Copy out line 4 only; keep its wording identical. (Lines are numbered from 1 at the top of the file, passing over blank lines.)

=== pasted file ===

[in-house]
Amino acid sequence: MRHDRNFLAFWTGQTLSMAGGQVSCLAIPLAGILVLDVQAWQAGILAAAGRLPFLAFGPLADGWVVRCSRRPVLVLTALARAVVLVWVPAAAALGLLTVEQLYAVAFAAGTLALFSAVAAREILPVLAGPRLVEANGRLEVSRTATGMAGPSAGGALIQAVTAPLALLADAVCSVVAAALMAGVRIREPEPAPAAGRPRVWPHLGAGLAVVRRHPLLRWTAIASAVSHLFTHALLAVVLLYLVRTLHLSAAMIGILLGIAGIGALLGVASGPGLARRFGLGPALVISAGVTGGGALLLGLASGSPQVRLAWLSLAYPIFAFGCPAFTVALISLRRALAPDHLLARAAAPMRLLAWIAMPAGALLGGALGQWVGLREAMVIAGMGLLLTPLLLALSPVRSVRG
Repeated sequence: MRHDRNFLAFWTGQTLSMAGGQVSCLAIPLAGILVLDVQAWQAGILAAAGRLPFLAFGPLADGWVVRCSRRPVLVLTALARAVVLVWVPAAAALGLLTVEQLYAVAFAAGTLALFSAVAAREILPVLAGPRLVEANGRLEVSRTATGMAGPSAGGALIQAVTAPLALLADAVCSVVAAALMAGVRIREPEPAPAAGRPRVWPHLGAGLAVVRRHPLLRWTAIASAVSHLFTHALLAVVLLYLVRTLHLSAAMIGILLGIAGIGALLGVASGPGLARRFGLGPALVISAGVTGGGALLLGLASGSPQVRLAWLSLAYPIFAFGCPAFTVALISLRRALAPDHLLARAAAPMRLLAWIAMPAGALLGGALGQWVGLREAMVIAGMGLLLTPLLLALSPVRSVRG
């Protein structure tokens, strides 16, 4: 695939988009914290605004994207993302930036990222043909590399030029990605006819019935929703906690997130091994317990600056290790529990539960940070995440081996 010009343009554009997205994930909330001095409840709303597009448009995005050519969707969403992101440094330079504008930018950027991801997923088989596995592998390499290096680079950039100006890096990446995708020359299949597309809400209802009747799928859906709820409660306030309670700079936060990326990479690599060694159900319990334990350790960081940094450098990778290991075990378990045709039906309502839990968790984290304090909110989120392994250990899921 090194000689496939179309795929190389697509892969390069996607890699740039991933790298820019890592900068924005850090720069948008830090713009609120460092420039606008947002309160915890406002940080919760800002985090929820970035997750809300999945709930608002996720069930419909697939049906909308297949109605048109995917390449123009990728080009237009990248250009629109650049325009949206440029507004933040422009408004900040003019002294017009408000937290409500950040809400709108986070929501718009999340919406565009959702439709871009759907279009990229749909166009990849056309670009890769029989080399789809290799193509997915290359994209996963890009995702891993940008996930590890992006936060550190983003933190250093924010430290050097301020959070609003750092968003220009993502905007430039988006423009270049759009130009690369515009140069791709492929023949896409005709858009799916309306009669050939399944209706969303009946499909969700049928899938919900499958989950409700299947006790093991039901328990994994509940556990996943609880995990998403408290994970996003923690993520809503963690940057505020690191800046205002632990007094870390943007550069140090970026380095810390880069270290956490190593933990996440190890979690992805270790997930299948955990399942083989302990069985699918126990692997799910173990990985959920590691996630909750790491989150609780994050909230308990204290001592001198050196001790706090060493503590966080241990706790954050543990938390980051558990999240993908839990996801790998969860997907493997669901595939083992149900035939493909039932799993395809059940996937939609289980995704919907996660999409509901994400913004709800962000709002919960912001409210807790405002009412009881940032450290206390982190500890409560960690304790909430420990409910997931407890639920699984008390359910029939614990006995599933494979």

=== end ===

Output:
């Protein structure tokens, strides 16, 4: 695939988009914290605004994207993302930036990222043909590399030029990605006819019935929703906690997130091994317990600056290790529990539960940070995440081996 010009343009554009997205994930909330001095409840709303597009448009995005050519969707969403992101440094330079504008930018950027991801997923088989596995592998390499290096680079950039100006890096990446995708020359299949597309809400209802009747799928859906709820409660306030309670700079936060990326990479690599060694159900319990334990350790960081940094450098990778290991075990378990045709039906309502839990968790984290304090909110989120392994250990899921 090194000689496939179309795929190389697509892969390069996607890699740039991933790298820019890592900068924005850090720069948008830090713009609120460092420039606008947002309160915890406002940080919760800002985090929820970035997750809300999945709930608002996720069930419909697939049906909308297949109605048109995917390449123009990728080009237009990248250009629109650049325009949206440029507004933040422009408004900040003019002294017009408000937290409500950040809400709108986070929501718009999340919406565009959702439709871009759907279009990229749909166009990849056309670009890769029989080399789809290799193509997915290359994209996963890009995702891993940008996930590890992006936060550190983003933190250093924010430290050097301020959070609003750092968003220009993502905007430039988006423009270049759009130009690369515009140069791709492929023949896409005709858009799916309306009669050939399944209706969303009946499909969700049928899938919900499958989950409700299947006790093991039901328990994994509940556990996943609880995990998403408290994970996003923690993520809503963690940057505020690191800046205002632990007094870390943007550069140090970026380095810390880069270290956490190593933990996440190890979690992805270790997930299948955990399942083989302990069985699918126990692997799910173990990985959920590691996630909750790491989150609780994050909230308990204290001592001198050196001790706090060493503590966080241990706790954050543990938390980051558990999240993908839990996801790998969860997907493997669901595939083992149900035939493909039932799993395809059940996937939609289980995704919907996660999409509901994400913004709800962000709002919960912001409210807790405002009412009881940032450290206390982190500890409560960690304790909430420990409910997931407890639920699984008390359910029939614990006995599933494979």